« PreviousContinue »
Enter Horatio and MARCELLUS.
Fran. I think, I hear them.-Stand, ho! Who
is there? HOR. Friends to this ground. MAR.
And liegemen to the Dane. Fran. Give you good night. Mar.
O, farewell, honest soldier : Who hath reliev'd you? FRAN.
Bernardo hath my place. Give you good night
[Exit Francisco. Mar.
Holla! Bernardo !
A piece of him.
because Horatio is a gentleman of no profession, and because, as he conceived, there was but one person on each watch. But there is no need of change. Horatio is certainly not an officer, but Hamlet's fellow-student at Wittenberg : but as he accompanied Marcellus and Bernardo on the watch from a motive of curiosity, our poet considers him very properly as an associate with them. Horatio himself says to Hamlet in a subsequent scene,
This to me
MALONE. s Hor. A piece of him.) But why a piece? He says this as he gives his hand. Which direction should be marked.
WARBURTON. A piece of him, is, I believe, no more than a cant expresion. It is used, however, on a serious occasion in Pericles: “ Take in your arms this piece of
Ber. Welcome, Horatio; welcome, good Mar
cellus. Hor. What,' has this thing appear'd again to
MAR. Horatio says, 'tis but our fantasy;
Hor. Tush! tush! 'twill not appear.
Sit down awhile;
6 Hor. What, &c.] Thus the quarto, 1604. STEVENS. These words are in the folio given to Marcellus. MALONE.
the minutes of this night;} This seems to have been an expression common in Shakspeare's time. I find it in one of Ford's plays, The Fancies chaste and noble, Act V:
“ I promise ere the minutes of the night." Steevens.
approve our eyes,] Add a new testimony to that of our eyes. JOHNSON. So, in King Lear:
- this approves her letter, * That she would soon be here." See Vol. XII. p. 413, n. 7.
STEEVENS. He may approve our eyes,] He may make good the testimony of our eyes ; be assured by his own experience of the truth of that which we have related, in consequence of having been eye-witnesses to it. To approve in Shakspeare's age, fignified to make good, or establish, and is so defined in Cawdrey's Alphabetical Table of hard English words, 8vo, 1604. So, in King Lear:
“ Good king, that must approve the common faw!
What we two nights have seen.
Well, fit we down, And let us hear Bernardo speak of this.
Ber. Last night of all, When yon fame star, that's westward from the
pole, Had made his course to illume that part of heaven Where now it burns, Marcellus, and myself, The bell then beating one, Mar. Peace, break thee off; look, where it
Ber. In the same figure, like the king that's
dead. MAR. Thou art a scholar, speak to it, Horatio.” BER. Looks it not like the king ? mark it, Ho
ratio. Hor. Most like:-it harrows me with fear, and
9 What we two nights have seen.] This line is by Sir T. Hanmer given to Marcellus, but without necessity. Johnson.
2 Thou art a scholar, Speak to it, Horatio.] It has always been a vul. gar notion that spirits and supernatural beings can only be spoken to with propriety or effect by persons of learning. Thus, Toby in The Night-walker, by Beaumont and Fletcher, says:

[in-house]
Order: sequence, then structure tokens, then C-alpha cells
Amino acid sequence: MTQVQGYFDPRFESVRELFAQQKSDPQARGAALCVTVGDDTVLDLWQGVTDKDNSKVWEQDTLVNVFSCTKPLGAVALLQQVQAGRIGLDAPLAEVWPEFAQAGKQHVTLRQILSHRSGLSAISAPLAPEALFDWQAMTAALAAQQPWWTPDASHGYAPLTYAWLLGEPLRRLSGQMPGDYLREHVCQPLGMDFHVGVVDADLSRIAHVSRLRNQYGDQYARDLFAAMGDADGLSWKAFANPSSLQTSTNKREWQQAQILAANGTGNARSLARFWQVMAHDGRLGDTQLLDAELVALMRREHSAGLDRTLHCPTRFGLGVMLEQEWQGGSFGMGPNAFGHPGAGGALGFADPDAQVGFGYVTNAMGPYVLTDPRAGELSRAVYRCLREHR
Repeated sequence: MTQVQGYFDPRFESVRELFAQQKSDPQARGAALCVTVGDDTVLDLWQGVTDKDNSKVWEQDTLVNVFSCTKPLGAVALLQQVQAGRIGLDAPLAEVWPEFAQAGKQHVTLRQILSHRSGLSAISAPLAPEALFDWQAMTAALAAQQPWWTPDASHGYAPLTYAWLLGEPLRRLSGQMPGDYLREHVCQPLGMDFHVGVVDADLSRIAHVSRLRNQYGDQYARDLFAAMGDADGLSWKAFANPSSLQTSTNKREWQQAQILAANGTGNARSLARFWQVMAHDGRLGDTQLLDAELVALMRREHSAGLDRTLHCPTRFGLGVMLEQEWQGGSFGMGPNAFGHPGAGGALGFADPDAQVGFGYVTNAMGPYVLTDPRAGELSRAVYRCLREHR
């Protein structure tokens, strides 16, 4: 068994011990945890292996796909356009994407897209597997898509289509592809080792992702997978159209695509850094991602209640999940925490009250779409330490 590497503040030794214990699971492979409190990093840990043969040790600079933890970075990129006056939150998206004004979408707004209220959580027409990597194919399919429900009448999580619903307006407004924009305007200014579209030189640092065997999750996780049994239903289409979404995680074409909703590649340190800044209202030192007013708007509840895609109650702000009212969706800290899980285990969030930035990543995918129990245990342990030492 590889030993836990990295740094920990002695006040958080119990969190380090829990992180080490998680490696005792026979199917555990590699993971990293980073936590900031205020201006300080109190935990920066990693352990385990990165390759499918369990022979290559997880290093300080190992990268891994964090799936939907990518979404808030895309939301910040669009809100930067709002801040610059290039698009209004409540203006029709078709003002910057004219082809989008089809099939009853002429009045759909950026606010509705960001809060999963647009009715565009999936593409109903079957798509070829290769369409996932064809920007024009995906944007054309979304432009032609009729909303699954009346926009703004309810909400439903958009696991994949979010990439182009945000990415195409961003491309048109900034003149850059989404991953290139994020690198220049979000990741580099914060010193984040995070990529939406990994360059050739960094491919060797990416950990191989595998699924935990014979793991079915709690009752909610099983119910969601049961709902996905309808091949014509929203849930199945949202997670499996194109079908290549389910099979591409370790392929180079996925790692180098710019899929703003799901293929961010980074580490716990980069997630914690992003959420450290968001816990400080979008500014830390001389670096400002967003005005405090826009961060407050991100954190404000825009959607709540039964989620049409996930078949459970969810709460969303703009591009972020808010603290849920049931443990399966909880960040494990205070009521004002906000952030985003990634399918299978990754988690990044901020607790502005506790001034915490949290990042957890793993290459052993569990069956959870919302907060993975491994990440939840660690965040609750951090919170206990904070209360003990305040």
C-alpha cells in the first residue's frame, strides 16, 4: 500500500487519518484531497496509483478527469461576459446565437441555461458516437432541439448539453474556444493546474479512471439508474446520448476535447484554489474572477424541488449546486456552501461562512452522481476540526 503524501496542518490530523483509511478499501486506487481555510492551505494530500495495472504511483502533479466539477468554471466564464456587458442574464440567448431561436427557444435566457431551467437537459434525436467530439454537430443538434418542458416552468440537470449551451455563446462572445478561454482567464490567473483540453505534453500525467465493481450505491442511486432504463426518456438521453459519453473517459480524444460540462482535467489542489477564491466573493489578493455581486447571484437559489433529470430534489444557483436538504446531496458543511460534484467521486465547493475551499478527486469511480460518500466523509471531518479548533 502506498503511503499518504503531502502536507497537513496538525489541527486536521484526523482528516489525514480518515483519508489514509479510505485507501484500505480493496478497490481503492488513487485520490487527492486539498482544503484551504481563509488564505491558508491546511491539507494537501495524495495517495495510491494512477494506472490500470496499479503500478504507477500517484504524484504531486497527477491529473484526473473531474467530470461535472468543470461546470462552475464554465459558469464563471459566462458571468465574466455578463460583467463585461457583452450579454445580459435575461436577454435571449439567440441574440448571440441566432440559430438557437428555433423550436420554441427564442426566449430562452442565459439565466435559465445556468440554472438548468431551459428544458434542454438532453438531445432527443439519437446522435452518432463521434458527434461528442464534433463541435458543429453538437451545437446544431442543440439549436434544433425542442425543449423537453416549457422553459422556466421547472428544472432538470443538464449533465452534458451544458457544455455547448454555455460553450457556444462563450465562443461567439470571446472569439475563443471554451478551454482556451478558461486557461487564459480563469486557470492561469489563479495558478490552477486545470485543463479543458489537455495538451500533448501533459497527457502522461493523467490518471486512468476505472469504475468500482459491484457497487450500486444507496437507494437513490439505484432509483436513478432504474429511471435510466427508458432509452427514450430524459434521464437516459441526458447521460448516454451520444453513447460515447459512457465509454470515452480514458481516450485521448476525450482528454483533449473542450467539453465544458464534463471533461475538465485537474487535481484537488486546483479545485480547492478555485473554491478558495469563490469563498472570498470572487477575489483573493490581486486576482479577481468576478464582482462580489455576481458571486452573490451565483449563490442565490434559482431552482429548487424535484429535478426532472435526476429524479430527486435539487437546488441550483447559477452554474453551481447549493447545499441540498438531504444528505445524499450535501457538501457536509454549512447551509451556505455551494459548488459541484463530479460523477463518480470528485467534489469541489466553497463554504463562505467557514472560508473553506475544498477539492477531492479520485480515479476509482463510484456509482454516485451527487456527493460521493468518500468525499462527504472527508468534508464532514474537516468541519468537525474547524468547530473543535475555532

It grows still longer,
“ And that will daunt the devil.” In like manner the honest butler in Mr. Addison's Drummer, recommends the steward to speak Latin to the ghost in that play.
Reed. 3- it harrows me &c.] To harrow is to conquer, to subdue.
BER. It would be spoke to.
Speak to it, Horatio.
night, Together with that fair and warlike form In which the majesty of buried Denmark Did sometimes march? by heaven I charge thee,
speak. MAR. It is offended. Ber.
See! it stalks away. Hor. Stay ; speak; speak I charge thee, speak.
Exit Ghost. Mar. 'Tis gone, and will not answer. : Ber. How now, Horatio ? you tremble, and look
pale: Is not this something more than fantasy? What think you of it?
Hor. Before my God, I might not this believe,
Is it not like the king ?
The word is of Saxon origin. So, in the old bl. 1. romance of Syr Eglamoure of Artoys:
“ He swore by him that harowed hell.” Milton has adopted this phrase in his Comus : “ Amaz'd I stood, harrow'd with grief and fear.!"
STEEVENS, an angry parle,] This is one of the affected words introdụced by Lyly. So, in Two Wise Men and all the Ref Fools, 1619:
that you told me at our last parle." STEEVENS.
He smote the sledded s Polack on the ice. 'Tis strange. Mar. Thus, twice before, and jump at this dead
-fledded-) A sled, or fledge, is a carriage without wheels, made use of in the cold countries. So, in Tamburlaine, or the Scythian Shepherd, 1590:
upon an ivory fled
Steevens. 6 He smote the sledded Polack on the ice.) Pole-ax in the common editions. He speaks of a prince of Poland whom he flew in battle. He uses the word Polack again, Act II. sc. iv. Pope.
Polack was, in that age, the term for an inhabitant of Poland : Polaque, French. As in F. Davison's translation of Passeratius's epitaph on Henry III, of France, published by Camden:
" Whether thy chance or choice thee hither brings,
“ Go, passenger, and wail the hap of kings.” Johnson, Again, in The White Devil, or Vittoria Corombana, &c. 1612:
I scorn him “ Like a shav'd Polack -." STEEVENS. All the old copies have Pulax. Mr. Pope and the subsequent editors read-Polack; but the corrupted word thews, I think, that Shakspeare wrote-Polacks. Malone.
With Polack for Polander, the transcriber, or printer, might have no acquaintance; he therefore substituted pole-ax as the only word of like found that was familiar to his ear. Unluckily, however, it happened that the fingular of the latter has the same found as the plural of the former. Hence it has been supposed that Shakspeare meant to write Polacks. We cannot well suppose that in a parley the King belaboured many, as it is not likely that provocation was given by more than one, or that on such an occasion he would have condescended to trike a meaner person than a prince.
SteeVENS, jump at this dead hour,] Co, the 4to. 1604. The foliojuft. Steevens. The correction was probably made by the author. JOHNSON